“I've always been a huge fan of fairytales, the more fractured the better. They are strange and fantastic and wonderful, and the real, folklore kind are dark.” (Link)
From an Interview (01/2011):
“I do still like witches, aliens, ghosts, and (if you follow me on Twitter, you know this) centaurs! (Seriously, it doesn’t have to be the main character; just plop one in your next fantasy submission.) Of course, you need a solid plot to back up these characters, no matter what.”
“I get a lot of queries for ‘magical realism,’ but they always turn out to be fantasy. So, I wish I got more magical realism. I’d also like to see more horror and mystery, both on the literary side, for YA and adult. A great YA or MG ghost story that’s scary instead of romantic would be fabulous.” (Link)
What She Isn't Looking For:
“Non-fiction, picture books/children’s, inspirational/spiritual novels, romance, or erotica.” (Link)
“Vampires! Werewolves! Angels! Zombies! No more please. Some creatures are still OK, but I need an indefinite break from those others.” (Link)
“On the ‘less of’ side, I am still getting vampire queries, so that makes me cringe. Anything with ‘creatures of the night’ I stay away from. I also steer clear of anything labeled ‘women’s fiction,’ which for some reason I get a lot of. Anything written with the intention of excluding half your audience not only makes little sense, but usually ends up being rife with gender stereotypes.” (Link)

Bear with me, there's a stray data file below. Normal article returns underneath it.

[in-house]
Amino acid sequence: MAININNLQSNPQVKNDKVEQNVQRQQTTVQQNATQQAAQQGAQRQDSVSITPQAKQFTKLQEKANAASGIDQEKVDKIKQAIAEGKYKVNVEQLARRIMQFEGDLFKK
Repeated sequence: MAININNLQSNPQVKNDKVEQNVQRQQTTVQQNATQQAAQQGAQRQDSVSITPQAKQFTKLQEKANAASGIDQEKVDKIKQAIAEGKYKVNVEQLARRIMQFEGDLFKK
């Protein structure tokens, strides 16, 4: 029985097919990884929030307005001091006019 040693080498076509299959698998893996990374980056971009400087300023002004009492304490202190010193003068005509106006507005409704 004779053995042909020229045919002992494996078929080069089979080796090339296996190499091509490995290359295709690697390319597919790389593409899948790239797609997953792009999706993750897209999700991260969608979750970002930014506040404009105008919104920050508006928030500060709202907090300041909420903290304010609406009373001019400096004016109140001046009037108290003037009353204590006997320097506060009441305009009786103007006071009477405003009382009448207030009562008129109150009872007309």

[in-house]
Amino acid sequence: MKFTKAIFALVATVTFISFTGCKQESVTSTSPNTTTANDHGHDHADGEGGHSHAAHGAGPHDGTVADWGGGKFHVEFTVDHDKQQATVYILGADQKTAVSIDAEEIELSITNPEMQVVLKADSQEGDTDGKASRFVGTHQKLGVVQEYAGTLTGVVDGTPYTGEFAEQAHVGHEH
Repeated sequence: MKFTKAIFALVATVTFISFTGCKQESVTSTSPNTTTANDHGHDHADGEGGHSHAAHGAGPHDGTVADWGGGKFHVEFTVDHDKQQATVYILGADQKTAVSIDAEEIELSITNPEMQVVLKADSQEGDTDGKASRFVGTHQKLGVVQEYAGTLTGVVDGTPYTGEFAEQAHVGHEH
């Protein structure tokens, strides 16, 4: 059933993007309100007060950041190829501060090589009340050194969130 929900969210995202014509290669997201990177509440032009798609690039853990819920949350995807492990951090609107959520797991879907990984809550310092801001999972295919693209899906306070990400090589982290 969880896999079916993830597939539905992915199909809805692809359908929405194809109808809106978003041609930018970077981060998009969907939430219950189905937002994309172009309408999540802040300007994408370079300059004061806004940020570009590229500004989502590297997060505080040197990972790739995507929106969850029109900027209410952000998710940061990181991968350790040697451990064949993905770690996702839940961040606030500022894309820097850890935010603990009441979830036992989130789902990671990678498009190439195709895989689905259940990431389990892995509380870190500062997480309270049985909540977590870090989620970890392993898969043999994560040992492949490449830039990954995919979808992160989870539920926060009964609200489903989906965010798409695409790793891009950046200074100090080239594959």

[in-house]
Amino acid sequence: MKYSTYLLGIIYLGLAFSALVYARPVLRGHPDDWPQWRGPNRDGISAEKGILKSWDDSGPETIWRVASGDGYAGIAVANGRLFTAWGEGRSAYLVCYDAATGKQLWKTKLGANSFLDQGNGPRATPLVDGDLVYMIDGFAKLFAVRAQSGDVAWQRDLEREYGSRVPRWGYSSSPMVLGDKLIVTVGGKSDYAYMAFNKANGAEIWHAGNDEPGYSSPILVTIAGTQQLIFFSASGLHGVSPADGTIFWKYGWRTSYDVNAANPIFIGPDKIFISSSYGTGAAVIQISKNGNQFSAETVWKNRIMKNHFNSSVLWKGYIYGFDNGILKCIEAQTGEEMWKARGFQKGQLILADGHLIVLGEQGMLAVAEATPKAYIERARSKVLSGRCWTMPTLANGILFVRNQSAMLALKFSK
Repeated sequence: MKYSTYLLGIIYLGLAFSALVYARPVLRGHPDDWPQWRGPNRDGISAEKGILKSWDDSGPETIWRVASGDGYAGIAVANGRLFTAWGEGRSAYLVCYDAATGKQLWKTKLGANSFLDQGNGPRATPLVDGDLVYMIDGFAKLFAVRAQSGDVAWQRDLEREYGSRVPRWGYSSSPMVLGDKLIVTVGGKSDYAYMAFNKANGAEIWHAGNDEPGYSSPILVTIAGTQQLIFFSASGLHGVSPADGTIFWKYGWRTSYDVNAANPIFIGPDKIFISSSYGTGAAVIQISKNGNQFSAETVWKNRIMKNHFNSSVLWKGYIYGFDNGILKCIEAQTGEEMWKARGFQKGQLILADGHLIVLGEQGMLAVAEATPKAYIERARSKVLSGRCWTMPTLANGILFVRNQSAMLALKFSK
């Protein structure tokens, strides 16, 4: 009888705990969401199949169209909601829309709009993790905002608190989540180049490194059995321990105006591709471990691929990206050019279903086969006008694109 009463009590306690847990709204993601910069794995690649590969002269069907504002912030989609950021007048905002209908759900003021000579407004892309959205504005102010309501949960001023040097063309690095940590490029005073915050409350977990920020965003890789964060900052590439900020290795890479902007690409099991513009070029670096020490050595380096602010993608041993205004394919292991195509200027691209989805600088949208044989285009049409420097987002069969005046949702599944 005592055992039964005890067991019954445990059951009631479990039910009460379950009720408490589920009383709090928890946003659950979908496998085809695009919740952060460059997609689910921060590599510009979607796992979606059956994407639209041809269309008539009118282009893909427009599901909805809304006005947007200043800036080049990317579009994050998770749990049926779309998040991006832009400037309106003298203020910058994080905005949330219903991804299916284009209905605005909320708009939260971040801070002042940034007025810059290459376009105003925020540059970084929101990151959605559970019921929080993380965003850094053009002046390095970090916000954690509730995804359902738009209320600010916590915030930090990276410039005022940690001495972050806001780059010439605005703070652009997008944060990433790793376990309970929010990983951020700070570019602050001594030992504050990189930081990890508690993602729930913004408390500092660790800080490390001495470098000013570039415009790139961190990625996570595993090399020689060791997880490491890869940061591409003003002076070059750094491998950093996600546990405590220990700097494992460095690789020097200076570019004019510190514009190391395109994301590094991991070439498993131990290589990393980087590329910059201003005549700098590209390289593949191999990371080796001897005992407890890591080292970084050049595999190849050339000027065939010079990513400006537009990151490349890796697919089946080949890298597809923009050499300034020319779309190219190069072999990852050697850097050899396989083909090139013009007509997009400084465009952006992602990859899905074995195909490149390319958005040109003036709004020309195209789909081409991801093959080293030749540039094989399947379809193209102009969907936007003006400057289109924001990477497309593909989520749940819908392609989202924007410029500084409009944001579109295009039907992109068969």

“I’d like to add gods and other forms of shapeshifters to the list of non-humans I don’t want to see anymore too. I just have no interest.” (Link)
“I send instant form rejections to picture book, chapter book, self-help, general nonfiction, and traditional romance queries. I will never have an interest in those genres.” (Link)
“Do your research. There are a million blogs, guides, and websites devoted to how to query and who to query. Choose an agent who represents your genre. The other key thing to remember is to not get discouraged. Rejection is a huge part of publishing. It's practically a rite of passage. Embrace it, move on, and keep looking for someone who loves your project as much as it should be loved!” (Link)
“Maybe it’s my background in being around aspiring writers, but I love supporting debut authors. I think the most satisfying part of my job is being able to tell a writer that someone is going to publish her book. This is exciting for any author, but everything is so fresh and new for debut authors. It makes it more special that way. Plus, debut writers have the advantage of offering a fresh voice. People get excited to hear something new.” (Link)
Editorial Agent?
“I’d want a writer whose work I am in love with and who will be in it for the long hull. I also like to be a part of the editorial process, so it’s important for me to have mutual trust and respect in our relationship. So far, I’ve been lucky.” (Link)
Dislikes (Don’ts):
“Improper grammar and misspelled words are huge pet peeves. Seeing mistakes like that make me question the person’s ability as a writer.” (Link)
“It bothers me when it is very clear the writer has done no research whatsoever before querying me. Another pet peeve is when authors compare their books, whether for better or worse, to other popular novels. I’ve been getting a lot of Twilight-meets-blank lately and then realize that the only thing remotely close to Twilight in the book is that a vampire shows up. I want writers to be able to describe their work without relying on anything else other than their own story.” (Link)